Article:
SMSFs await relief package details

smsfs covid-19 relief

Following the government's COVID-19 relief announcements, SMSFs are still waiting for details on how early access will apply to them.

SMSF specialists have responded to the government’s announcement of changes to pension drawdown payments and early access to superannuation, as part of a COVID-19 relief package, by pointing out the pension measures will have some restrictions and details about how early access will apply to SMSFs has not been released.

Under the measures announced over the weekend, the government will relax the early-access provisions and allow superannuants access to up to $10,000 in the 2020 and 2021 financial years and reduce minimum pension drawdown requirements by 50 per cent.

Heffron head of SMSF and technical services Lyn Formica said early access to superannuation benefits due to severe financial hardship had only been available under very limited circumstances and the government announcement to allow temporary, but limited, early access was significant.

In comments published on the Heffron website, Formica noted there was no requirement for those seeking early access to be already receiving commonwealth income support payments and there would be no waiting period before an application could be made.

“There are no income or assets tests,” she noted, adding: “Even someone with a very high salary who remains employed and has other assets could access this payment as long as their salary has been reduced by 20 per cent after 1 January 2020.”

While members of Australian Prudential Regulation Authority (APRA)-regulated funds will be able to apply directly to the ATO via their myGov account for early access, the regulator had not yet released details about the process for SMSFs.

For APRA funds, the ATO will process applications and determine eligibility before notifying the relevant superannuation fund to make a payment to the individual, and Formica expects a different process will apply to SMSFs.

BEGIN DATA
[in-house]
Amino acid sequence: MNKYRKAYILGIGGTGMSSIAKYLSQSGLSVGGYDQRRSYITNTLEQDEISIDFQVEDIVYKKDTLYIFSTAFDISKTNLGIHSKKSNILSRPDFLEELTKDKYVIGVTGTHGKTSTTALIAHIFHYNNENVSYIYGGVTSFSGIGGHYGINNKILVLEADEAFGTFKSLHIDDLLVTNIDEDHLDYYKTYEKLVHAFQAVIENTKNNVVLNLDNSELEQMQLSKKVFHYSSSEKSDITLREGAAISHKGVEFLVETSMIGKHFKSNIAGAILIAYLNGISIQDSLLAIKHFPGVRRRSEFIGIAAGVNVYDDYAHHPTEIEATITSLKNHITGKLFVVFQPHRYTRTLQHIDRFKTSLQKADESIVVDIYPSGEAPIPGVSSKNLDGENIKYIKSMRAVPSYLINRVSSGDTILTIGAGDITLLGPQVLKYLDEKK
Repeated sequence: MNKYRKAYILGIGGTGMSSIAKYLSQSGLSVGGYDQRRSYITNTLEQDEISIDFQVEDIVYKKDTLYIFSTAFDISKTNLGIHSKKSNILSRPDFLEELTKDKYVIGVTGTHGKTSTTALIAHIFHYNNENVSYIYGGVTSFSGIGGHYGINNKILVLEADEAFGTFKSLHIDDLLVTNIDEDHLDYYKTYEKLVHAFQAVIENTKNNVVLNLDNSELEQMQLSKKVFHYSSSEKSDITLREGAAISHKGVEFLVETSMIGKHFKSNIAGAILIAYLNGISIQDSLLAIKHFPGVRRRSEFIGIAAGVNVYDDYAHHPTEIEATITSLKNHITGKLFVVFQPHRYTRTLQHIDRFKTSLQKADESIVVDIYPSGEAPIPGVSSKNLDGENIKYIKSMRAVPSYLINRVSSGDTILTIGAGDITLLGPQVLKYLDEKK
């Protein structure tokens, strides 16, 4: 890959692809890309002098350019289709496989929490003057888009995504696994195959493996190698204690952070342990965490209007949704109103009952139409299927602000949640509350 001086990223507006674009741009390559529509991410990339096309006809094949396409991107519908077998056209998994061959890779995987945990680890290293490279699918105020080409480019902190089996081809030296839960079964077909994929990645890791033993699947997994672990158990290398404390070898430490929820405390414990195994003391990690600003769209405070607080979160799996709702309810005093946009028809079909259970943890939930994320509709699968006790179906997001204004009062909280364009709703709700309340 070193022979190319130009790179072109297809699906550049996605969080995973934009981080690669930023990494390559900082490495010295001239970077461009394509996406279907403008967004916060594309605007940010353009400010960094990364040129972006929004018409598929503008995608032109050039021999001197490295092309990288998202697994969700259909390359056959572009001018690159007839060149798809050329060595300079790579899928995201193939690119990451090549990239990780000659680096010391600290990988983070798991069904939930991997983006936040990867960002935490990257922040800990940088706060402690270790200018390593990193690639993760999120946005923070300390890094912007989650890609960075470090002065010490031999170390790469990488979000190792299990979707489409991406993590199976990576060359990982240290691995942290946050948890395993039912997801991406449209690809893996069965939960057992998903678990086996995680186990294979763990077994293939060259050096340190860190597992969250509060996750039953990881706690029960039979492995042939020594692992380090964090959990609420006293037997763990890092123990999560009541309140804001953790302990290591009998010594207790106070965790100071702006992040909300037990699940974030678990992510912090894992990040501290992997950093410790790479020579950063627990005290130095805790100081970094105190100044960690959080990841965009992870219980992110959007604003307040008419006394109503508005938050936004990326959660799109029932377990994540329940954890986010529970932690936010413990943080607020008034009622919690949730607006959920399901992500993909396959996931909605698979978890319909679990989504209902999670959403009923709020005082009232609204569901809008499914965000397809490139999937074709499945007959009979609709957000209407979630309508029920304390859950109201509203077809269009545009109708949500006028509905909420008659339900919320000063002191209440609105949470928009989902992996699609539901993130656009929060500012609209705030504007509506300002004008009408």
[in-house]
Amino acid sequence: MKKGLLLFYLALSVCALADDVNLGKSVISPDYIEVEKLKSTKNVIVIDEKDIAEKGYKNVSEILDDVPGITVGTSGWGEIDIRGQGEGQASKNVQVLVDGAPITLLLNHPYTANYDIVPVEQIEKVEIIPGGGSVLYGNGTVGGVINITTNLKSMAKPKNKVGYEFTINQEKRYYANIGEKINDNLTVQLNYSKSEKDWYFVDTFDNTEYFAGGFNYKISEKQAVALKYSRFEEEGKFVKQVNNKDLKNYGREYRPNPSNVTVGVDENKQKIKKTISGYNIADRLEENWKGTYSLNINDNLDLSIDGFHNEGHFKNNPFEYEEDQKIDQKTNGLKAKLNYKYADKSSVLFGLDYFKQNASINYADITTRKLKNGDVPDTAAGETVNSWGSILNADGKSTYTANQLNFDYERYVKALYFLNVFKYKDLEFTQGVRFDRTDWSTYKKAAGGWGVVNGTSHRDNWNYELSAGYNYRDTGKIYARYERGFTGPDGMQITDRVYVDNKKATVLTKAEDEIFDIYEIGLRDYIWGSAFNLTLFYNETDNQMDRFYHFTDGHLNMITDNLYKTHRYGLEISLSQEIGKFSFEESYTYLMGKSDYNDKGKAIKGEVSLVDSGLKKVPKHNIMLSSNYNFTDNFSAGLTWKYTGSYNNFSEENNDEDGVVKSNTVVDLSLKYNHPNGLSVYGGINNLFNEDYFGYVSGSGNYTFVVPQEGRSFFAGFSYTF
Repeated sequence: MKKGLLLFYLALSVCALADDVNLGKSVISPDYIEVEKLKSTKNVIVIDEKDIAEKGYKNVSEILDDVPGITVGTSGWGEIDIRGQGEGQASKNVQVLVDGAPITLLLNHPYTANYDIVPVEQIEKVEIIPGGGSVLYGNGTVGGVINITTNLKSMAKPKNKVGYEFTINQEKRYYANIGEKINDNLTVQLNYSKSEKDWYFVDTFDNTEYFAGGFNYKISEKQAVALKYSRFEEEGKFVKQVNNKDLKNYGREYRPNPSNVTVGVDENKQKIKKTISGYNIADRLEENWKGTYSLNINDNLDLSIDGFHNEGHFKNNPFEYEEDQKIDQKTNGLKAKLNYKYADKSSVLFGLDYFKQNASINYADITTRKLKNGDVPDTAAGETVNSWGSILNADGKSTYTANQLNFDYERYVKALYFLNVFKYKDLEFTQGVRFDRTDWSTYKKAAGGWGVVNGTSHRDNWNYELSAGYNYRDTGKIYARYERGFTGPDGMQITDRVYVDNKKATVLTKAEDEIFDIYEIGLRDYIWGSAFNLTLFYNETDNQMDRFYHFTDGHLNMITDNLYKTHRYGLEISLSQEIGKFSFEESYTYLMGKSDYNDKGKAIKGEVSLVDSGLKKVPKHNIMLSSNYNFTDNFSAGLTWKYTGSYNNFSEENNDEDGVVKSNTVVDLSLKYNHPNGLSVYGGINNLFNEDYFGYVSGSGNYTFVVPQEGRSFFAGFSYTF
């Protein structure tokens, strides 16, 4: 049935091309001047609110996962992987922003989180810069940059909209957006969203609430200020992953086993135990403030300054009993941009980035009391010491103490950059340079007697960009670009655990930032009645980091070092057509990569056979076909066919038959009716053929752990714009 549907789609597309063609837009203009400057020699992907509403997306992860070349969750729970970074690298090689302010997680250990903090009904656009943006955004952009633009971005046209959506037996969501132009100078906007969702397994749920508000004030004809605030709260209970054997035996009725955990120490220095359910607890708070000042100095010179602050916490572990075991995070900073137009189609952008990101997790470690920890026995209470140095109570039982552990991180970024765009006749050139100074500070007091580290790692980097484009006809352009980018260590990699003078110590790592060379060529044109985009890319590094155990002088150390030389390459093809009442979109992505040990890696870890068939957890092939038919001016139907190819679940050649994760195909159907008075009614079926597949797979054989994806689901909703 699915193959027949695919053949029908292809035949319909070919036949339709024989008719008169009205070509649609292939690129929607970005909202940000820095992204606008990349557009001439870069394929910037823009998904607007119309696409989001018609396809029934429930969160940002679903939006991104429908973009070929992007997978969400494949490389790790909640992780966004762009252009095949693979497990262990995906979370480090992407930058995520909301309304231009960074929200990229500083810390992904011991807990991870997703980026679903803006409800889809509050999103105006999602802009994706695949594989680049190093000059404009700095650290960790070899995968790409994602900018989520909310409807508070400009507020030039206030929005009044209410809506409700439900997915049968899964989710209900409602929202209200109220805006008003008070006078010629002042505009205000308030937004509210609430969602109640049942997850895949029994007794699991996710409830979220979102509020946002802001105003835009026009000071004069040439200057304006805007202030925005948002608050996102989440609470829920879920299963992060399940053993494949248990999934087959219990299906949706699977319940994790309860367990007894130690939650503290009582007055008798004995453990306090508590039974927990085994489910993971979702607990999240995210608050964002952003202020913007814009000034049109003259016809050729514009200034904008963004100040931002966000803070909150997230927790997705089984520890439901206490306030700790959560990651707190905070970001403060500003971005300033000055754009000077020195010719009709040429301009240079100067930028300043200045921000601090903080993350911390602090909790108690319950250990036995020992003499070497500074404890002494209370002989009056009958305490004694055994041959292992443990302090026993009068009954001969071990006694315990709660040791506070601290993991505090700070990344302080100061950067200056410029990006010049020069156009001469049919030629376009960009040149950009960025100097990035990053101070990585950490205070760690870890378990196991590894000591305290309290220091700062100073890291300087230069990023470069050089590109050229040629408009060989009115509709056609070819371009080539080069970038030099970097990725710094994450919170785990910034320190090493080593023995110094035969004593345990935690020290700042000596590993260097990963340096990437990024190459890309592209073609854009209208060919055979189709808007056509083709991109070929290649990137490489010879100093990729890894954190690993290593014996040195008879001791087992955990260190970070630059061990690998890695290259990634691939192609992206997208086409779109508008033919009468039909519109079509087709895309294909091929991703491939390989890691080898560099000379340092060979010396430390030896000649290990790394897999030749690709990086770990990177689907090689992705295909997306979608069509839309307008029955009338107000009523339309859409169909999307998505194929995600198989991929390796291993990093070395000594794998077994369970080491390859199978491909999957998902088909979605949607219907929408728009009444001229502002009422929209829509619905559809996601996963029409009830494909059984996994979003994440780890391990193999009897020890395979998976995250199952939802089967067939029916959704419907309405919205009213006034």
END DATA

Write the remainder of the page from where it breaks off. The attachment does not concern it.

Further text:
“While we understand the eligibility rules for SMSF members will be the same as for members of non-SMSFs, separate arrangements are being made and there may be a different process to follow when moneys are to be released from an SMSF,” she said.

She also cautioned SMSFs from withdrawing funds until the ATO releases further guidance.

“Note that anyone who simply withdraws money from their SMSF now, or even after mid-April, but does not follow the right process, will be subject to the usual rules. This could be substantial tax and other penalties – it is vital to wait until the new rules are in place,” she said.

Verante Financial Planning SMSF specialist adviser Liam Shorte said the government’s decision to temporarily reduce the minimum pension drawdown requirements on superannuation income streams for the rest of the 2020 financial year and for the full 2021 financial year had widespread benefit.

“The measure will benefit many retirees, not just SMSF members, by reducing the need to sell equity and bond investments that have taken a hit to their value in the last month to fund their minimum pension drawdown requirements,” Shorte said in comments on his website, noting the reduction would apply to account-based pensions, transition-to-retirement pensions, allocated pensions and market-linked income streams.

He said pension members who had already taken payments equal to or above the new 50 per cent reduced minimum would not be required to take any further payments before 30 June 2020, but he cautioned retirees not to game the system if they were over the minimum amount.

The measures were forward looking only and where a minimum pension had already been taken, that could not be changed, he said, adding: “So, no you can’t try to sneak a payment back in to the SMSF bank account.”

Rather, he said anyone who needed pension payments for living expenses, but had already taken the 50 per cent reduced minimum, should treat it as a lump commutation sum rather than a pension payment, or take the excess as a lump sum from an accumulation account balance, if they held one, to preserve as much money in tax-exempt pension phase as possible.

He noted the first strategy would create a debit against the pension member’s transfer balance account and recommended trustees “discuss this with your accountant and adviser as soon as possible as some funds will have to report this quarterly and others on an annual basis”.

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